Prevette said, “Not all PET is equal by nature,” adding that reclaimers can try to increase yield by processing more export bales, which generally contain thicker-walled PET bottles, bottle-bill bales or material generated through product destruction and other postindustrial material.

Demand and pricing

Despite these quality concerns, PET bale demand remains strong, two MRF sources say, though pricing doesn’t reflect that.

Lee Cornell of First Star Recycling, Omaha, Nebraska, says PET generation is up nearly 30 percent in the company’s service area, which includes Omaha and Lincoln, Nebraska.

The company is seeing prices for mixed-color PET bales range from 10 cents per pound to 16 cents per pound, he says. “We include thermoforms in our PET bales and our buyer allows this,” he says.

Prevette said when oil prices are in the $46-to-$52-per-barrel range, not accounting for seasonal differences, PET bales range from 12 to 16 cents per pound.

Maite Quinn, the business development and marketing manager for Sims Municipal Recycling, Brooklyn, New York, says Sims also includes thermoforms in its mixed-color PET bottle bales. “We do not restrict the percentage, and to date the percentage that is naturally present has been acceptable to our customers,” she says.

Quinn describes demand for PET bales as “the same as usual,” adding that while the company has customers, pricing is “mediocre.”

Quinn says bale prices for the year “started out very, very low and now they are still low, but slightly higher. I assume they will go down soon.”

This expected decline is related to China’s intention to ban postconsumer plastic scrap imports, which could potentially flood the domestic market with material.

According to figures from U.S. Customs that Prevette shared during his presentation, the U.S. exports 450 to 500 million pounds of baled bottles to China annually. He said year-over-year exports of this material to China have increased in 2017; however, exports from June through August declined by double digits compared with the same period in 2016.

Prevette said China’s ban on imports of PET bottles from the U.S. beginning in January 2018 could improve bale bottle supply in North America and ease pricing for bales here.

However, Pawlinski believes this ban will affect the byproducts generated by PET reclaimers and not the PET bottle bales themselves.

“There is some debate as to whether there is excess reclaimer capacity in the U.S. sufficient to cover the amount of exports no longer being shipped,” the reclaimer says. “Although the amount of reclaiming capacity is not really in doubt, the estimates of the amount formerly exported is very wide—between 400 million and 800 million pounds a year. At the low end,” he continues, “there is capacity. At the high end, there is not, meaning prices could drop dramatically.”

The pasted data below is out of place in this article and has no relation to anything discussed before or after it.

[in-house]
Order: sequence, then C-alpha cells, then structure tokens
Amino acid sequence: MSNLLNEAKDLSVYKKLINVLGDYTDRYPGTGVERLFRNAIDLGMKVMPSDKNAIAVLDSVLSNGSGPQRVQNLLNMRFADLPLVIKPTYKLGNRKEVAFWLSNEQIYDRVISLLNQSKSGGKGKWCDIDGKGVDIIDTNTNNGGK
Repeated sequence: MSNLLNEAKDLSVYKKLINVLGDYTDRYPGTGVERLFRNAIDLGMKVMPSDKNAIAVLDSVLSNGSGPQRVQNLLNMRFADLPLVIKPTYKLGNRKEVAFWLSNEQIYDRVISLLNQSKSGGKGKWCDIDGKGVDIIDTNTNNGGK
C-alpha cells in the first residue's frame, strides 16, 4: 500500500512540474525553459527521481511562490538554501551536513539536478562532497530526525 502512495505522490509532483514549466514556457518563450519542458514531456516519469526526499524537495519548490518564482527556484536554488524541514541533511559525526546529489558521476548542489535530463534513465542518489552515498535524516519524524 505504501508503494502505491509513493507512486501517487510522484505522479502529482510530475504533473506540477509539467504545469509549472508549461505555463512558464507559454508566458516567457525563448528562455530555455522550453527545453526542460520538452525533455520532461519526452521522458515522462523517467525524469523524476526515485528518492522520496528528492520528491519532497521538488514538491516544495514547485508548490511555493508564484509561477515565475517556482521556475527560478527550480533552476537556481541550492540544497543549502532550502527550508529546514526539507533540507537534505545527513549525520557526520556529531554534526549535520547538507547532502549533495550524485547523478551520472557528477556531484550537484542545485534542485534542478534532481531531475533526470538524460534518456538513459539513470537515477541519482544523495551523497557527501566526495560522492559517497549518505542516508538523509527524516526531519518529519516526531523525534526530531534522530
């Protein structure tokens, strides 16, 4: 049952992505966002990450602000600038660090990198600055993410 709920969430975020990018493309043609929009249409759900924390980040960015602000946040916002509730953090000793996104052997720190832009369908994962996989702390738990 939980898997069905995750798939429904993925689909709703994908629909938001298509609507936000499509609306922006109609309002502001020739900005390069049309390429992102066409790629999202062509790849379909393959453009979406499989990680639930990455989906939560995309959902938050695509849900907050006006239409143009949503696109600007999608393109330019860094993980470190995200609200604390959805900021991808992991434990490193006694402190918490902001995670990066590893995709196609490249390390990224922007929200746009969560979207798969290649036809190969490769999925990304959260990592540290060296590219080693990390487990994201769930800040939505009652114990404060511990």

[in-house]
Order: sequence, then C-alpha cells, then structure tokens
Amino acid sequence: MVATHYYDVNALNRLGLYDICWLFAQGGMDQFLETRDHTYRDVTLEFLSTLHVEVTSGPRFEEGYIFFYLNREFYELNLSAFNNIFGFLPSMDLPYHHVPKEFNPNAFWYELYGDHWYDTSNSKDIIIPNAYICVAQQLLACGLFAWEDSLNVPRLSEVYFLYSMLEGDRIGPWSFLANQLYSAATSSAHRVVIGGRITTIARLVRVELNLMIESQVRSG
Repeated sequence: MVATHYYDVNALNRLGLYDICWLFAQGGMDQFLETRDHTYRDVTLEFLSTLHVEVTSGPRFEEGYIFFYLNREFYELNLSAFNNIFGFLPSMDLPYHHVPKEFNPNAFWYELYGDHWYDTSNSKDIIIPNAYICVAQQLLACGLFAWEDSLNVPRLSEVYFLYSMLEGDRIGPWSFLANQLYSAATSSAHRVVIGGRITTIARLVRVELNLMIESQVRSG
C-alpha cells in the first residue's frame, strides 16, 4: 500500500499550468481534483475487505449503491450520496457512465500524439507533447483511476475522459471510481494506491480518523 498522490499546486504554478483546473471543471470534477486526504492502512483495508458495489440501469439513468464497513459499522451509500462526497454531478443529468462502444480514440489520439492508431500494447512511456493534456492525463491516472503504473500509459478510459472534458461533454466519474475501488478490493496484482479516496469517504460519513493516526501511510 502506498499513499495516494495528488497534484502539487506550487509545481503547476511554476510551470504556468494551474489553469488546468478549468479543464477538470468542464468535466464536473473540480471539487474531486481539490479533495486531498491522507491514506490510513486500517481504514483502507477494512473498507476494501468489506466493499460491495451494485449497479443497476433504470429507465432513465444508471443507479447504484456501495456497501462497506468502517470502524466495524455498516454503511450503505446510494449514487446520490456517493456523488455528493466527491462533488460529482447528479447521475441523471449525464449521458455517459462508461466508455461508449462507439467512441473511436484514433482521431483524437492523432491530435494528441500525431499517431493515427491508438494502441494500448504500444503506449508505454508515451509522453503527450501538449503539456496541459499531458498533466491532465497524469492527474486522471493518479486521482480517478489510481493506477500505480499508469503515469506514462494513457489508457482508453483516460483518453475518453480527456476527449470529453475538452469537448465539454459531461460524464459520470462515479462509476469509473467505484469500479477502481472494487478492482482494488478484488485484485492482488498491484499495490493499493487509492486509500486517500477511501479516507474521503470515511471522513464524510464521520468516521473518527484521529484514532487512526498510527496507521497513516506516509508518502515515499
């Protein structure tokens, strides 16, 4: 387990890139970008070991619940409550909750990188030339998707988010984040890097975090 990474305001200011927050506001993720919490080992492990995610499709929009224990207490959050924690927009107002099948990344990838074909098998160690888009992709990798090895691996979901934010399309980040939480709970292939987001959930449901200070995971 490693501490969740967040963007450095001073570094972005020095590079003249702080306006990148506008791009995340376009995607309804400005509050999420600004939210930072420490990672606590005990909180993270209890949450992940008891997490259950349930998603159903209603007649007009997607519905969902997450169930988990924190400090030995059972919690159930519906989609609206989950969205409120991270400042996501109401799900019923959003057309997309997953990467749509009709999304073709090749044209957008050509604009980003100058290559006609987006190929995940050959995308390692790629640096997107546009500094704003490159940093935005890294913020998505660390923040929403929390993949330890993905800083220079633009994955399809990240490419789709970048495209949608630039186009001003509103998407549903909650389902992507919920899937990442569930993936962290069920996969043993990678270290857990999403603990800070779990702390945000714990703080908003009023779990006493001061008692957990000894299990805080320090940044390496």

Pricing for rPET flake and pellets also is soft. “Pricing of finished goods has been awful,” the reclaimer says. He attributes this to pressure from low virgin spot and contract prices and from imported flake.

“Recent pricing has been uneconomical given price and quality of raw materials,” he says of rPET. “Pricing is better today than last month, but the economics are still unfavorable absent changes in bale pricing.”

He describes demand for rPET as “strong but extremely price sensitive,” adding, “No matter what brands may say to the contrary about their commitment to sustainability, their purchase of rPET is price driven to a far, far greater extent than by any other factor.”

Virgin production

Virgin PET prices spiked in the U.S. spot market during October, the reclaimer says, which has eased price pressure on rPET.

This spike was the result of the curtailment of U.S. production deriving from credit problems at M&G, he says, which made it difficult for the company to get purified terephthalic acid (PTA). Also contributing to the spike was anti-dumping lawsuits, which might have curtailed PET imports, particularly from Asia.

“The virgin addition, which has caused tremors in the last year, is the M&G plant in Corpus Christi (Texas),” the reclaimer says. “It is unclear whether those concerns were overblown because the new capacity may have actually been replacement capacity (albeit at a lower production cost), not additional capacity.”

He adds, “In any event, Corpus Christi is on hold—perhaps for a year or more—while a control/credit battle plays out.”

The reclaimer says he’s seen estimates that M&G could be out of the NAFTA (North American Free Trade Agreement) market for all of 2018, removing 900 million pounds of virgin PET from the market. “I do not believe there is enough rPET capacity to pick up the shortfall.”

It appears that uncertainty and bale quality will continue to plague the rPET sector for the immediate future.

The author is managing editor of Recycling Today and can be reached at dtoto@gie.net.